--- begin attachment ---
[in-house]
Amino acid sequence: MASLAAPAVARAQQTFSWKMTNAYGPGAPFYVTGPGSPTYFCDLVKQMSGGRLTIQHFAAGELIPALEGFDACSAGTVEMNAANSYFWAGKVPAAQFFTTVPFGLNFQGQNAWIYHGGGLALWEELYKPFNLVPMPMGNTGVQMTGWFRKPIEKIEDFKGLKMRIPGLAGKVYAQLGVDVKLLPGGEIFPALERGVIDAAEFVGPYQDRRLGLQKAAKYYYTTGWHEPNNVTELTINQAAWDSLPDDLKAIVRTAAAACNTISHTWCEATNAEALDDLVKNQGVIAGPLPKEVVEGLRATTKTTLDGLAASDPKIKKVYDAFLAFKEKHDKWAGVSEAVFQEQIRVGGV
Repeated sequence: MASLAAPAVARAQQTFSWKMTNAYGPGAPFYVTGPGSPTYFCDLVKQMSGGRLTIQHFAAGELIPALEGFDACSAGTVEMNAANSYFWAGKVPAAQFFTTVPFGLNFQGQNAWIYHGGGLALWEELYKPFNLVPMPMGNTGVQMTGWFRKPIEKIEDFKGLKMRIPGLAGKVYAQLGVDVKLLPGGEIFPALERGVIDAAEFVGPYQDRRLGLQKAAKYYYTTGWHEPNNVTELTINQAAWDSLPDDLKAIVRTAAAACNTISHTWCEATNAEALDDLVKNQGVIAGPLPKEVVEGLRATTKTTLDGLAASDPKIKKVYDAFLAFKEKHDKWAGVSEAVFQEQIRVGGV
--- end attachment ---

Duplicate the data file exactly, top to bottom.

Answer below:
[in-house]
Amino acid sequence: MASLAAPAVARAQQTFSWKMTNAYGPGAPFYVTGPGSPTYFCDLVKQMSGGRLTIQHFAAGELIPALEGFDACSAGTVEMNAANSYFWAGKVPAAQFFTTVPFGLNFQGQNAWIYHGGGLALWEELYKPFNLVPMPMGNTGVQMTGWFRKPIEKIEDFKGLKMRIPGLAGKVYAQLGVDVKLLPGGEIFPALERGVIDAAEFVGPYQDRRLGLQKAAKYYYTTGWHEPNNVTELTINQAAWDSLPDDLKAIVRTAAAACNTISHTWCEATNAEALDDLVKNQGVIAGPLPKEVVEGLRATTKTTLDGLAASDPKIKKVYDAFLAFKEKHDKWAGVSEAVFQEQIRVGGV
Repeated sequence: MASLAAPAVARAQQTFSWKMTNAYGPGAPFYVTGPGSPTYFCDLVKQMSGGRLTIQHFAAGELIPALEGFDACSAGTVEMNAANSYFWAGKVPAAQFFTTVPFGLNFQGQNAWIYHGGGLALWEELYKPFNLVPMPMGNTGVQMTGWFRKPIEKIEDFKGLKMRIPGLAGKVYAQLGVDVKLLPGGEIFPALERGVIDAAEFVGPYQDRRLGLQKAAKYYYTTGWHEPNNVTELTINQAAWDSLPDDLKAIVRTAAAACNTISHTWCEATNAEALDDLVKNQGVIAGPLPKEVVEGLRATTKTTLDGLAASDPKIKKVYDAFLAFKEKHDKWAGVSEAVFQEQIRVGGV